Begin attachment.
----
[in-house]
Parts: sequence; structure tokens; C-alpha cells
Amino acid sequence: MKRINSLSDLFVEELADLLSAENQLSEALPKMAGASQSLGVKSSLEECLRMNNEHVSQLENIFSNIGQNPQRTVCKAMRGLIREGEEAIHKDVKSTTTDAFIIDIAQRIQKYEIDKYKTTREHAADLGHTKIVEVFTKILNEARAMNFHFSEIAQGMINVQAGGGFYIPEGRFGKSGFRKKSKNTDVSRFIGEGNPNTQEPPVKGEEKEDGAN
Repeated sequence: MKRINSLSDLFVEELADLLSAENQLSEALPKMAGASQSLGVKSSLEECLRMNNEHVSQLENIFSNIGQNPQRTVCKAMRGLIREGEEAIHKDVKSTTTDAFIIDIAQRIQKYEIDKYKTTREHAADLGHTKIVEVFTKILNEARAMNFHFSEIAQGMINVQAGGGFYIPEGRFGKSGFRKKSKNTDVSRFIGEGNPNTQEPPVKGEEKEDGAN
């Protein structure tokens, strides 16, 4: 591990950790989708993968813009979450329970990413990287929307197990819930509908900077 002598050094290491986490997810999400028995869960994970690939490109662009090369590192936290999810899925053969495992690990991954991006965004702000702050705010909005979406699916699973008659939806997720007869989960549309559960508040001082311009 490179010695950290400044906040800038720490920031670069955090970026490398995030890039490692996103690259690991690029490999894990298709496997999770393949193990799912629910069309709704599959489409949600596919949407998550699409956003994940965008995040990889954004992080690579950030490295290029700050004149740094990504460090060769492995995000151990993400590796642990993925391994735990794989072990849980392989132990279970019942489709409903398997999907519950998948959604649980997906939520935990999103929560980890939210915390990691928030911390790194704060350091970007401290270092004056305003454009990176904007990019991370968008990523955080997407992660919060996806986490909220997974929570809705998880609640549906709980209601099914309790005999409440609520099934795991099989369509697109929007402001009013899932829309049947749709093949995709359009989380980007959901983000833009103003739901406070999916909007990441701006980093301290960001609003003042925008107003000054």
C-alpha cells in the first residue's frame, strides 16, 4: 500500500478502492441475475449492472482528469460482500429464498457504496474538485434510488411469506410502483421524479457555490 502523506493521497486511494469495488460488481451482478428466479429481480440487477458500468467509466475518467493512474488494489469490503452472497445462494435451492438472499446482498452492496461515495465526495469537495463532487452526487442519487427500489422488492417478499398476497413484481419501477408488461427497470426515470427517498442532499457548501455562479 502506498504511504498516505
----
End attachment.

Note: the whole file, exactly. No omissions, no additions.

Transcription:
[in-house]
Parts: sequence; structure tokens; C-alpha cells
Amino acid sequence: MKRINSLSDLFVEELADLLSAENQLSEALPKMAGASQSLGVKSSLEECLRMNNEHVSQLENIFSNIGQNPQRTVCKAMRGLIREGEEAIHKDVKSTTTDAFIIDIAQRIQKYEIDKYKTTREHAADLGHTKIVEVFTKILNEARAMNFHFSEIAQGMINVQAGGGFYIPEGRFGKSGFRKKSKNTDVSRFIGEGNPNTQEPPVKGEEKEDGAN
Repeated sequence: MKRINSLSDLFVEELADLLSAENQLSEALPKMAGASQSLGVKSSLEECLRMNNEHVSQLENIFSNIGQNPQRTVCKAMRGLIREGEEAIHKDVKSTTTDAFIIDIAQRIQKYEIDKYKTTREHAADLGHTKIVEVFTKILNEARAMNFHFSEIAQGMINVQAGGGFYIPEGRFGKSGFRKKSKNTDVSRFIGEGNPNTQEPPVKGEEKEDGAN
């Protein structure tokens, strides 16, 4: 591990950790989708993968813009979450329970990413990287929307197990819930509908900077 002598050094290491986490997810999400028995869960994970690939490109662009090369590192936290999810899925053969495992690990991954991006965004702000702050705010909005979406699916699973008659939806997720007869989960549309559960508040001082311009 490179010695950290400044906040800038720490920031670069955090970026490398995030890039490692996103690259690991690029490999894990298709496997999770393949193990799912629910069309709704599959489409949600596919949407998550699409956003994940965008995040990889954004992080690579950030490295290029700050004149740094990504460090060769492995995000151990993400590796642990993925391994735990794989072990849980392989132990279970019942489709409903398997999907519950998948959604649980997906939520935990999103929560980890939210915390990691928030911390790194704060350091970007401290270092004056305003454009990176904007990019991370968008990523955080997407992660919060996806986490909220997974929570809705998880609640549906709980209601099914309790005999409440609520099934795991099989369509697109929007402001009013899932829309049947749709093949995709359009989380980007959901983000833009103003739901406070999916909007990441701006980093301290960001609003003042925008107003000054």
C-alpha cells in the first residue's frame, strides 16, 4: 500500500478502492441475475449492472482528469460482500429464498457504496474538485434510488411469506410502483421524479457555490 502523506493521497486511494469495488460488481451482478428466479429481480440487477458500468467509466475518467493512474488494489469490503452472497445462494435451492438472499446482498452492496461515495465526495469537495463532487452526487442519487427500489422488492417478499398476497413484481419501477408488461427497470426515470427517498442532499457548501455562479 502506498504511504498516505